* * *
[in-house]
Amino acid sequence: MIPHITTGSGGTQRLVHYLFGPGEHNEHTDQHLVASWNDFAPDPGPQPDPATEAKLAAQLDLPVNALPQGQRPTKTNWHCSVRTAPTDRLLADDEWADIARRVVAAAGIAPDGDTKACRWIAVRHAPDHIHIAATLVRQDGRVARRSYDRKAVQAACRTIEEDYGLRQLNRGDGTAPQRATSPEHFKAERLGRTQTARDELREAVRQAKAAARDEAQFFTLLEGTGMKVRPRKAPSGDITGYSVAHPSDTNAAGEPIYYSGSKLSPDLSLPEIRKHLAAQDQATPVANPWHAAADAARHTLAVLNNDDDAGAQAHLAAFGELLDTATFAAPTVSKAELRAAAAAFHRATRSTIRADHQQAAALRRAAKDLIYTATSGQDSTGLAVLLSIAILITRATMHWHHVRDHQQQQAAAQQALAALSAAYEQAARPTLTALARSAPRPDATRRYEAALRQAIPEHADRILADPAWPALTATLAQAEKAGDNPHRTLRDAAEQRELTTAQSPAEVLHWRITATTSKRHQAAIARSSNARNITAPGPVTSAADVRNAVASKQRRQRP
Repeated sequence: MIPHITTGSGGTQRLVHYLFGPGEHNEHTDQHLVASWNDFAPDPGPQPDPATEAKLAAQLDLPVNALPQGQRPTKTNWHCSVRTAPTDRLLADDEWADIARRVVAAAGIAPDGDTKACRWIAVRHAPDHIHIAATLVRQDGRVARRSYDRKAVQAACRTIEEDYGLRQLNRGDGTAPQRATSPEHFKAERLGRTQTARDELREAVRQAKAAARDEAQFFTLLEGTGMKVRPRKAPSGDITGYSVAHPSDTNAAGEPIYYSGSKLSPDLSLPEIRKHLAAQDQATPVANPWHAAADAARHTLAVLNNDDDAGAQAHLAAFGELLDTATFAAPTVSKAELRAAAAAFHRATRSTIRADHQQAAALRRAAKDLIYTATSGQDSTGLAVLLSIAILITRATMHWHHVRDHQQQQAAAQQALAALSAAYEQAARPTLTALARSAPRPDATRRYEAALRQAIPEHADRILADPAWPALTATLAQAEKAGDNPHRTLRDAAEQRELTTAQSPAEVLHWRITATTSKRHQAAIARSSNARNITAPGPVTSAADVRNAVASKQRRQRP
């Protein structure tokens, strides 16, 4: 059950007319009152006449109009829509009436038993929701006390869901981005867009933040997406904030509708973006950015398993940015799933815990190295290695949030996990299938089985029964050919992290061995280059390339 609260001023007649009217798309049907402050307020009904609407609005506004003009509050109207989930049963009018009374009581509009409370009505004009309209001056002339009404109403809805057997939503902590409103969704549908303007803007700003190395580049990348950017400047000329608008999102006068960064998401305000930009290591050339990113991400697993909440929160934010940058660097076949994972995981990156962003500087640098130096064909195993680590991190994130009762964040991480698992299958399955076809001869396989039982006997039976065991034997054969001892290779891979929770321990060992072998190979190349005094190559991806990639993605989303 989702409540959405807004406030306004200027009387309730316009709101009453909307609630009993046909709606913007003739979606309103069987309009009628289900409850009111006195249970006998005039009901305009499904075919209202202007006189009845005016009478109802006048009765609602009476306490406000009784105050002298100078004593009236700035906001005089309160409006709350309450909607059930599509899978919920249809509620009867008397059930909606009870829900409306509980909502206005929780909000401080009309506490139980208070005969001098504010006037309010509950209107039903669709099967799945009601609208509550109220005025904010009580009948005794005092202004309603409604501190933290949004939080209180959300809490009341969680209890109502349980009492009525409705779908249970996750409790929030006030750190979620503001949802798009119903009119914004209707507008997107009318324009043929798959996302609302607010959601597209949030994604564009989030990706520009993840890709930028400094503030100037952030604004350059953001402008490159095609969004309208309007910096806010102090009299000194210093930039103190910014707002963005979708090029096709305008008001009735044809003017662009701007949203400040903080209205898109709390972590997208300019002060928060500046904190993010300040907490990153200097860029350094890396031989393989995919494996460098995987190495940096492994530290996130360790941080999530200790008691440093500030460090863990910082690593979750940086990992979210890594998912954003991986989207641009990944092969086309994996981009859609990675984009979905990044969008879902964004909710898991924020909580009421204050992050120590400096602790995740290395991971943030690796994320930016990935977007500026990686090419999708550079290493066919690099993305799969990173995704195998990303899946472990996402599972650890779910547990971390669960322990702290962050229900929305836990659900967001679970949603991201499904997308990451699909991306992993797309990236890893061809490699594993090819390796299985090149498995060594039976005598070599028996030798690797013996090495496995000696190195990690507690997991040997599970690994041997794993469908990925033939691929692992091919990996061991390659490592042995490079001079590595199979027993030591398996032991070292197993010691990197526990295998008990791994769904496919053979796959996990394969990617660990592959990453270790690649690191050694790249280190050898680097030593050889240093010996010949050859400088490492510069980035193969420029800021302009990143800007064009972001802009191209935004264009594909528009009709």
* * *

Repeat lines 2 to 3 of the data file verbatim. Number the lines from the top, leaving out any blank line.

Amino acid sequence: MIPHITTGSGGTQRLVHYLFGPGEHNEHTDQHLVASWNDFAPDPGPQPDPATEAKLAAQLDLPVNALPQGQRPTKTNWHCSVRTAPTDRLLADDEWADIARRVVAAAGIAPDGDTKACRWIAVRHAPDHIHIAATLVRQDGRVARRSYDRKAVQAACRTIEEDYGLRQLNRGDGTAPQRATSPEHFKAERLGRTQTARDELREAVRQAKAAARDEAQFFTLLEGTGMKVRPRKAPSGDITGYSVAHPSDTNAAGEPIYYSGSKLSPDLSLPEIRKHLAAQDQATPVANPWHAAADAARHTLAVLNNDDDAGAQAHLAAFGELLDTATFAAPTVSKAELRAAAAAFHRATRSTIRADHQQAAALRRAAKDLIYTATSGQDSTGLAVLLSIAILITRATMHWHHVRDHQQQQAAAQQALAALSAAYEQAARPTLTALARSAPRPDATRRYEAALRQAIPEHADRILADPAWPALTATLAQAEKAGDNPHRTLRDAAEQRELTTAQSPAEVLHWRITATTSKRHQAAIARSSNARNITAPGPVTSAADVRNAVASKQRRQRP
Repeated sequence: MIPHITTGSGGTQRLVHYLFGPGEHNEHTDQHLVASWNDFAPDPGPQPDPATEAKLAAQLDLPVNALPQGQRPTKTNWHCSVRTAPTDRLLADDEWADIARRVVAAAGIAPDGDTKACRWIAVRHAPDHIHIAATLVRQDGRVARRSYDRKAVQAACRTIEEDYGLRQLNRGDGTAPQRATSPEHFKAERLGRTQTARDELREAVRQAKAAARDEAQFFTLLEGTGMKVRPRKAPSGDITGYSVAHPSDTNAAGEPIYYSGSKLSPDLSLPEIRKHLAAQDQATPVANPWHAAADAARHTLAVLNNDDDAGAQAHLAAFGELLDTATFAAPTVSKAELRAAAAAFHRATRSTIRADHQQAAALRRAAKDLIYTATSGQDSTGLAVLLSIAILITRATMHWHHVRDHQQQQAAAQQALAALSAAYEQAARPTLTALARSAPRPDATRRYEAALRQAIPEHADRILADPAWPALTATLAQAEKAGDNPHRTLRDAAEQRELTTAQSPAEVLHWRITATTSKRHQAAIARSSNARNITAPGPVTSAADVRNAVASKQRRQRP